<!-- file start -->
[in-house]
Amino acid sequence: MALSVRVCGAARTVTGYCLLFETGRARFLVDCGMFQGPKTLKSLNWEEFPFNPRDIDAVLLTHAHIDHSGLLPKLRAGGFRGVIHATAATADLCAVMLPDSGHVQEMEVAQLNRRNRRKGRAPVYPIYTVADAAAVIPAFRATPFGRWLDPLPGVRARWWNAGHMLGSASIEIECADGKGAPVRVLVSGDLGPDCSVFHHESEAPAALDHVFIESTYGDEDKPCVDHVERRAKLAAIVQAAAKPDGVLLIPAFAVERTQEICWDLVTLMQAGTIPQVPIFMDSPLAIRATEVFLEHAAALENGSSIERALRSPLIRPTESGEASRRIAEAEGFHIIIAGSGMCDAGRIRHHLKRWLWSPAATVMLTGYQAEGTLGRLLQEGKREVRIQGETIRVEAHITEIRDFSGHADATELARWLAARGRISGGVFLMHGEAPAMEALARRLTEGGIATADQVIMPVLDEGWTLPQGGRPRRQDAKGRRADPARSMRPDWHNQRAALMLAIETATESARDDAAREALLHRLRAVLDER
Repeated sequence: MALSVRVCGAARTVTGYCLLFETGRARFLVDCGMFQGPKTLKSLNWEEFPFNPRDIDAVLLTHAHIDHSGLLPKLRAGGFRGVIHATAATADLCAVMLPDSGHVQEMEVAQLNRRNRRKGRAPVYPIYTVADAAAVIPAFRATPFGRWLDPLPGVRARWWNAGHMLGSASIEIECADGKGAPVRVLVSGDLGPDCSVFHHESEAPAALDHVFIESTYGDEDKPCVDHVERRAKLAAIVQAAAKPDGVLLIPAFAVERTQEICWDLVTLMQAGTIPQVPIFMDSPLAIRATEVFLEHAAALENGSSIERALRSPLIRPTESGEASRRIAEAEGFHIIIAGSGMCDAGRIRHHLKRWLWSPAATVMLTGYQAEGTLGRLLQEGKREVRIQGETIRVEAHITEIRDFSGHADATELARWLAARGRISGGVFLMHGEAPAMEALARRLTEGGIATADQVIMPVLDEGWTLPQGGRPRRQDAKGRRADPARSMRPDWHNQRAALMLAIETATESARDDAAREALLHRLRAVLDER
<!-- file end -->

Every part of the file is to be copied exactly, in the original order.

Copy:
[in-house]
Amino acid sequence: MALSVRVCGAARTVTGYCLLFETGRARFLVDCGMFQGPKTLKSLNWEEFPFNPRDIDAVLLTHAHIDHSGLLPKLRAGGFRGVIHATAATADLCAVMLPDSGHVQEMEVAQLNRRNRRKGRAPVYPIYTVADAAAVIPAFRATPFGRWLDPLPGVRARWWNAGHMLGSASIEIECADGKGAPVRVLVSGDLGPDCSVFHHESEAPAALDHVFIESTYGDEDKPCVDHVERRAKLAAIVQAAAKPDGVLLIPAFAVERTQEICWDLVTLMQAGTIPQVPIFMDSPLAIRATEVFLEHAAALENGSSIERALRSPLIRPTESGEASRRIAEAEGFHIIIAGSGMCDAGRIRHHLKRWLWSPAATVMLTGYQAEGTLGRLLQEGKREVRIQGETIRVEAHITEIRDFSGHADATELARWLAARGRISGGVFLMHGEAPAMEALARRLTEGGIATADQVIMPVLDEGWTLPQGGRPRRQDAKGRRADPARSMRPDWHNQRAALMLAIETATESARDDAAREALLHRLRAVLDER
Repeated sequence: MALSVRVCGAARTVTGYCLLFETGRARFLVDCGMFQGPKTLKSLNWEEFPFNPRDIDAVLLTHAHIDHSGLLPKLRAGGFRGVIHATAATADLCAVMLPDSGHVQEMEVAQLNRRNRRKGRAPVYPIYTVADAAAVIPAFRATPFGRWLDPLPGVRARWWNAGHMLGSASIEIECADGKGAPVRVLVSGDLGPDCSVFHHESEAPAALDHVFIESTYGDEDKPCVDHVERRAKLAAIVQAAAKPDGVLLIPAFAVERTQEICWDLVTLMQAGTIPQVPIFMDSPLAIRATEVFLEHAAALENGSSIERALRSPLIRPTESGEASRRIAEAEGFHIIIAGSGMCDAGRIRHHLKRWLWSPAATVMLTGYQAEGTLGRLLQEGKREVRIQGETIRVEAHITEIRDFSGHADATELARWLAARGRISGGVFLMHGEAPAMEALARRLTEGGIATADQVIMPVLDEGWTLPQGGRPRRQDAKGRRADPARSMRPDWHNQRAALMLAIETATESARDDAAREALLHRLRAVLDER